Yes life is a rough road, and we all travel it together.  It is only on the personnel level that things can change.  By the time it matures to the level of national conflict, I don’t think much can be done until the energy is fought out, or dissipated, the dead are buried, the orphans taken care of, cities rebuilt, and at least if the lesson is not learned, life can resume for awhile, till next time.  The problem is that we get better at killing, our weapons more sophisticated, and our propaganda believed.  In any case this will not stop until we learn as a species, and I feel that grace is needed for this to happen.  I know the limitations of my heart.  From my own experiences it is only when I allow myself to be channel of God’s love, do I just begin to do better.  The emphasis is on the “just begin”.  I have never moved much beyond that.  

Sin is whatever destroys or lessens us.  It is what enslaves us with the myriad addictions that mankind is subject to.   I think the doctrine “Original Sin” makes a lot of sense.  It is simply what we inherit from those who have gone before, a cycle of war, and pain, that we cannot seem to quit ourselves of.  If you want to know what hell is like, well just read the papers.  A world in which no responsibility is taken, but blame is sought in others, and then human retribution follows.  An endless hellish cycle of tit for tat, that will never end, unless we grow in understanding of what really drives us, compels us to stay on this wheel of pain that seems to circle eternally, with mankind nailed to its spokes.

Yet I am hopeful.


#2    Frank Merton

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Posted 06 April 2013 - 12:56 PM

Pain is entirely in our heads.  It is just a sensation, a "qualia" like "blue" or "E-flat" or "chilly."  Nothing more than one of the ways nature has evolved to tell us what is going on around and in us and to motivate us to act on it.  Even the fear or anger or whatever you experience when you are in pain are only more sensations, again entirely in our heads.  None of it has any reality outside our minds.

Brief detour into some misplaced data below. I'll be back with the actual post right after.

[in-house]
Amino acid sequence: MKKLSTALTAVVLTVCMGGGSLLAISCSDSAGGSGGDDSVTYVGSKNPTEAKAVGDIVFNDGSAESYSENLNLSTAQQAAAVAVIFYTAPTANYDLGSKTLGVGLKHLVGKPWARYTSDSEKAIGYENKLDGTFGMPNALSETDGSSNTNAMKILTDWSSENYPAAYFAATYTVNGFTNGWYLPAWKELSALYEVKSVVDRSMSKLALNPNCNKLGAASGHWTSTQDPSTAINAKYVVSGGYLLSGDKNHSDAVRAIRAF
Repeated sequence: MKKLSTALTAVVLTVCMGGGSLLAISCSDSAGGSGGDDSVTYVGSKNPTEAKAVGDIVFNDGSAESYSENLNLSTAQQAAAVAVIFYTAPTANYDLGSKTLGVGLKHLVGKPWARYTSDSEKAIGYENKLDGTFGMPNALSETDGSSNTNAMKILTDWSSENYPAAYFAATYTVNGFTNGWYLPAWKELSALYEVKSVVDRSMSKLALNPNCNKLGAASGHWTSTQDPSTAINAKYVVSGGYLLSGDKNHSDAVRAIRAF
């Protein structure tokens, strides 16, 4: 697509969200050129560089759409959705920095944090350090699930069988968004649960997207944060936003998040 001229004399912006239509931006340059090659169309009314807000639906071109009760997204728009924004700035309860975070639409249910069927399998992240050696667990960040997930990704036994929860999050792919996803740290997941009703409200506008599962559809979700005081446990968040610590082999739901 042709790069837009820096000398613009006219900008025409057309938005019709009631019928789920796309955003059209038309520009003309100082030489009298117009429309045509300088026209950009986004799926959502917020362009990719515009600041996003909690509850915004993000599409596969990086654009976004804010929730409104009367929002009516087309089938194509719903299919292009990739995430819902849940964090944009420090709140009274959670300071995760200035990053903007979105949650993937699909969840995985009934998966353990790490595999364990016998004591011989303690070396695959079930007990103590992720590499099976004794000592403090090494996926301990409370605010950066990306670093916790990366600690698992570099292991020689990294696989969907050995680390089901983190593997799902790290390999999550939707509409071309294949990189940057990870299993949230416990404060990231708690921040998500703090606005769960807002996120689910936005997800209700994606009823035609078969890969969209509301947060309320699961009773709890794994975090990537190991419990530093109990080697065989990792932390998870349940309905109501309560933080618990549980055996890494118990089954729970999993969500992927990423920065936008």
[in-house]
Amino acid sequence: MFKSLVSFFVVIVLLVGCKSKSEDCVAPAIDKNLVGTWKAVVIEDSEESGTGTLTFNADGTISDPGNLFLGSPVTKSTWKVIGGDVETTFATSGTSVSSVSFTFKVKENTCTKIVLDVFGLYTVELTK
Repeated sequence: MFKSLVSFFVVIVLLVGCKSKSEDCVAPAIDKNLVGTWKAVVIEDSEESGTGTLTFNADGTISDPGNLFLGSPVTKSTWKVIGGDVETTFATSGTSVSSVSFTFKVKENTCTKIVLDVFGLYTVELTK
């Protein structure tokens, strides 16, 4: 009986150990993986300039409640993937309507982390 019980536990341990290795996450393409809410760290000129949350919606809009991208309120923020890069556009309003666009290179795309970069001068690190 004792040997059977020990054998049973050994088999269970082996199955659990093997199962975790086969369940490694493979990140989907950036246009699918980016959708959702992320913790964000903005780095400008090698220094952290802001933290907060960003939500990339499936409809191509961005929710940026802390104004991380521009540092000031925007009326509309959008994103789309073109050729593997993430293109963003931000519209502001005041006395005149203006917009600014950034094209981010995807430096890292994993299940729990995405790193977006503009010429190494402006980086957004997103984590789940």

#3    markdohle

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Posted 06 April 2013 - 02:35 PM

View PostFrank Merton, on 06 April 2013 - 12:56 PM, said:

Pain is entirely in our heads.  It is just a sensation, a "qualia" like "blue" or "E-flat" or "chilly."  Nothing more than one of the ways nature has evolved to tell us what is going on around and in us and to motivate us to act on it.  Even the fear or anger or whatever you experience when you are in pain are only more sensations, again entirely in our heads.  None of it has any reality outside our minds.

What you are saying makes no sense.  You are saying that others in your life, your relationships etc., aren't real?  Good luck with that ;-).

Peace
mark


#4    Frank Merton

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Posted 06 April 2013 - 02:40 PM

When you stub your toe, you feel pain.  Where do you feel the pain?  In your toe or in your head?  You think its in your toe but it is your head doing the thinking.  Sensations are creations of our minds.  Once we realize they are not real we are on the way to real understanding of the nature of the world we live in.


#5    Beany

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Posted 06 April 2013 - 03:33 PM

Having spent a lot of my childhood in pain, I find that as an adult I know longer have any attraction or fascination with it. For me it was an endless loop that went nowhere, and required a passivity that I no longer possess. We all deal with it, or don't deal with it, in our own unique ways. When it comes up for me now, I consider it a signal from my body/psyche that there's something going on in my life that I need to address, and I need to figure out what that is. So in that way, it's actually a helpful emotion.


#6    Frank Merton

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Posted 06 April 2013 - 03:49 PM

I see that you misstate and call pain an emotion: perhaps on purpose.  Sensations and emotions really are the same things, and you are right that they are helpful.  Pain tells us something is wrong.

The problem is that it is a crude message; very unsubtle and it doesn't stop when there is nothing to do about it.  So we have people dying in pain from cancers no one can do anything about.  Living with that kind of pain is easier but still not easy when we let it wash over us and don't attach fear or sadness or other emotions to it and just say it is a sensation.


#7    Frank Merton

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Posted 06 April 2013 - 03:52 PM

View Postmarkdohle, on 06 April 2013 - 02:35 PM, said:

What you are saying makes no sense.  You are saying that others in your life, your relationships etc., aren't real?  Good luck with that ;-).

Peace
mark